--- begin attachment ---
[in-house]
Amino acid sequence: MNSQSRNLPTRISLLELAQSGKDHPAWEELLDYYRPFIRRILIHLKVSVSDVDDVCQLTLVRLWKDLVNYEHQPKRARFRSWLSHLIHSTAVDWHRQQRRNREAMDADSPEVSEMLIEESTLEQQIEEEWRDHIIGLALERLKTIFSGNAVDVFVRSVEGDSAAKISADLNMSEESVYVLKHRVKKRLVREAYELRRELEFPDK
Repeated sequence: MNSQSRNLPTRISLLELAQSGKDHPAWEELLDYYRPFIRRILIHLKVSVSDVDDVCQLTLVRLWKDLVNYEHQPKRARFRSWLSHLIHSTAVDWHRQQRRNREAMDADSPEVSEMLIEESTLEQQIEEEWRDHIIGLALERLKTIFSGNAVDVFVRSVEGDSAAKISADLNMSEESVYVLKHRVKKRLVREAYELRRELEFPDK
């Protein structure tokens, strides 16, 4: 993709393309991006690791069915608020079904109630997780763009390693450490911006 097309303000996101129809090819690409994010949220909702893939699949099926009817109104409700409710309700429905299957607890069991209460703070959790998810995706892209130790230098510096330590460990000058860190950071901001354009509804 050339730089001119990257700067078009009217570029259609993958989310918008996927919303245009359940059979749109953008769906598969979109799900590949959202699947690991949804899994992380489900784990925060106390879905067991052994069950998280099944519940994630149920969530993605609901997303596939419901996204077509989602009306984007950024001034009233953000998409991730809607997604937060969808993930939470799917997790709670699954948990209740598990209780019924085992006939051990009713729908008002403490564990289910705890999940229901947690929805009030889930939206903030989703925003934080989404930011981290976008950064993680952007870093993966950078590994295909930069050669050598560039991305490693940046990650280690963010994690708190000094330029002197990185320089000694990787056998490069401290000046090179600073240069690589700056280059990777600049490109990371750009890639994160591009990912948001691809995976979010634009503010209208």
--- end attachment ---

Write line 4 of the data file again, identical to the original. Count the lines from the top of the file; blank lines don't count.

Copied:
């Protein structure tokens, strides 16, 4: 993709393309991006690791069915608020079904109630997780763009390693450490911006 097309303000996101129809090819690409994010949220909702893939699949099926009817109104409700409710309700429905299957607890069991209460703070959790998810995706892209130790230098510096330590460990000058860190950071901001354009509804 050339730089001119990257700067078009009217570029259609993958989310918008996927919303245009359940059979749109953008769906598969979109799900590949959202699947690991949804899994992380489900784990925060106390879905067991052994069950998280099944519940994630149920969530993605609901997303596939419901996204077509989602009306984007950024001034009233953000998409991730809607997604937060969808993930939470799917997790709670699954948990209740598990209780019924085992006939051990009713729908008002403490564990289910705890999940229901947690929805009030889930939206903030989703925003934080989404930011981290976008950064993680952007870093993966950078590994295909930069050669050598560039991305490693940046990650280690963010994690708190000094330029002197990185320089000694990787056998490069401290000046090179600073240069690589700056280059990777600049490109990371750009890639994160591009990912948001691809995976979010634009503010209208």